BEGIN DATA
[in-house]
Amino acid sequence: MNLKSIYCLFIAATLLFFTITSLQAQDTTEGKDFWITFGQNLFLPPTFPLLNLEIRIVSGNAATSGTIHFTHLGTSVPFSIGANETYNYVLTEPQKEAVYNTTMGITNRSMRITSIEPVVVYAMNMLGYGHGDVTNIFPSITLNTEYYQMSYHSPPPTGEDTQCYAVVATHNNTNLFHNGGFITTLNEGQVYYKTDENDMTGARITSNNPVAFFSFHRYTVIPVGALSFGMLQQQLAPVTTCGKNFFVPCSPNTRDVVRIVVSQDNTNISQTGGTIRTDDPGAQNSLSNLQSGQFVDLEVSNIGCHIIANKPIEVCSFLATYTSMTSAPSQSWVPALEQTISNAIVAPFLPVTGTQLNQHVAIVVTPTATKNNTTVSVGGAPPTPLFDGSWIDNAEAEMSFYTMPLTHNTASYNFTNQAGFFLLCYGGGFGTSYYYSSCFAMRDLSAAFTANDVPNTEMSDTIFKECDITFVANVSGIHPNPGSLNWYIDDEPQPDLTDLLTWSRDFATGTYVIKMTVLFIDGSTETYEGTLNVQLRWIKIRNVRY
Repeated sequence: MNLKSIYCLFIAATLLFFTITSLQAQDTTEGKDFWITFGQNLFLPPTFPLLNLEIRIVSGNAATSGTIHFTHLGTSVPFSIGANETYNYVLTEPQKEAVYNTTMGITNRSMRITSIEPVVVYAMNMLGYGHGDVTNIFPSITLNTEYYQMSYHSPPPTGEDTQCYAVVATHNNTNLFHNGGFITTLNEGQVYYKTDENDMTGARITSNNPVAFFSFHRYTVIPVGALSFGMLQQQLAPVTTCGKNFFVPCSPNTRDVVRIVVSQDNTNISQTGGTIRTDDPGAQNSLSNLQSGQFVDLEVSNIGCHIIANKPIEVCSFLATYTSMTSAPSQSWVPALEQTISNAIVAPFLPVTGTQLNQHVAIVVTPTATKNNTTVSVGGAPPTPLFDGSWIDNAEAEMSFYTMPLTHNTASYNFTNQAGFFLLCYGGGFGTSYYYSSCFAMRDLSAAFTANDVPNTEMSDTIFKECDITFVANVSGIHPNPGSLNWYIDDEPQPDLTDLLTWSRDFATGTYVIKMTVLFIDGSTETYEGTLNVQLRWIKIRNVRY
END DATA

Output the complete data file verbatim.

[in-house]
Amino acid sequence: MNLKSIYCLFIAATLLFFTITSLQAQDTTEGKDFWITFGQNLFLPPTFPLLNLEIRIVSGNAATSGTIHFTHLGTSVPFSIGANETYNYVLTEPQKEAVYNTTMGITNRSMRITSIEPVVVYAMNMLGYGHGDVTNIFPSITLNTEYYQMSYHSPPPTGEDTQCYAVVATHNNTNLFHNGGFITTLNEGQVYYKTDENDMTGARITSNNPVAFFSFHRYTVIPVGALSFGMLQQQLAPVTTCGKNFFVPCSPNTRDVVRIVVSQDNTNISQTGGTIRTDDPGAQNSLSNLQSGQFVDLEVSNIGCHIIANKPIEVCSFLATYTSMTSAPSQSWVPALEQTISNAIVAPFLPVTGTQLNQHVAIVVTPTATKNNTTVSVGGAPPTPLFDGSWIDNAEAEMSFYTMPLTHNTASYNFTNQAGFFLLCYGGGFGTSYYYSSCFAMRDLSAAFTANDVPNTEMSDTIFKECDITFVANVSGIHPNPGSLNWYIDDEPQPDLTDLLTWSRDFATGTYVIKMTVLFIDGSTETYEGTLNVQLRWIKIRNVRY
Repeated sequence: MNLKSIYCLFIAATLLFFTITSLQAQDTTEGKDFWITFGQNLFLPPTFPLLNLEIRIVSGNAATSGTIHFTHLGTSVPFSIGANETYNYVLTEPQKEAVYNTTMGITNRSMRITSIEPVVVYAMNMLGYGHGDVTNIFPSITLNTEYYQMSYHSPPPTGEDTQCYAVVATHNNTNLFHNGGFITTLNEGQVYYKTDENDMTGARITSNNPVAFFSFHRYTVIPVGALSFGMLQQQLAPVTTCGKNFFVPCSPNTRDVVRIVVSQDNTNISQTGGTIRTDDPGAQNSLSNLQSGQFVDLEVSNIGCHIIANKPIEVCSFLATYTSMTSAPSQSWVPALEQTISNAIVAPFLPVTGTQLNQHVAIVVTPTATKNNTTVSVGGAPPTPLFDGSWIDNAEAEMSFYTMPLTHNTASYNFTNQAGFFLLCYGGGFGTSYYYSSCFAMRDLSAAFTANDVPNTEMSDTIFKECDITFVANVSGIHPNPGSLNWYIDDEPQPDLTDLLTWSRDFATGTYVIKMTVLFIDGSTETYEGTLNVQLRWIKIRNVRY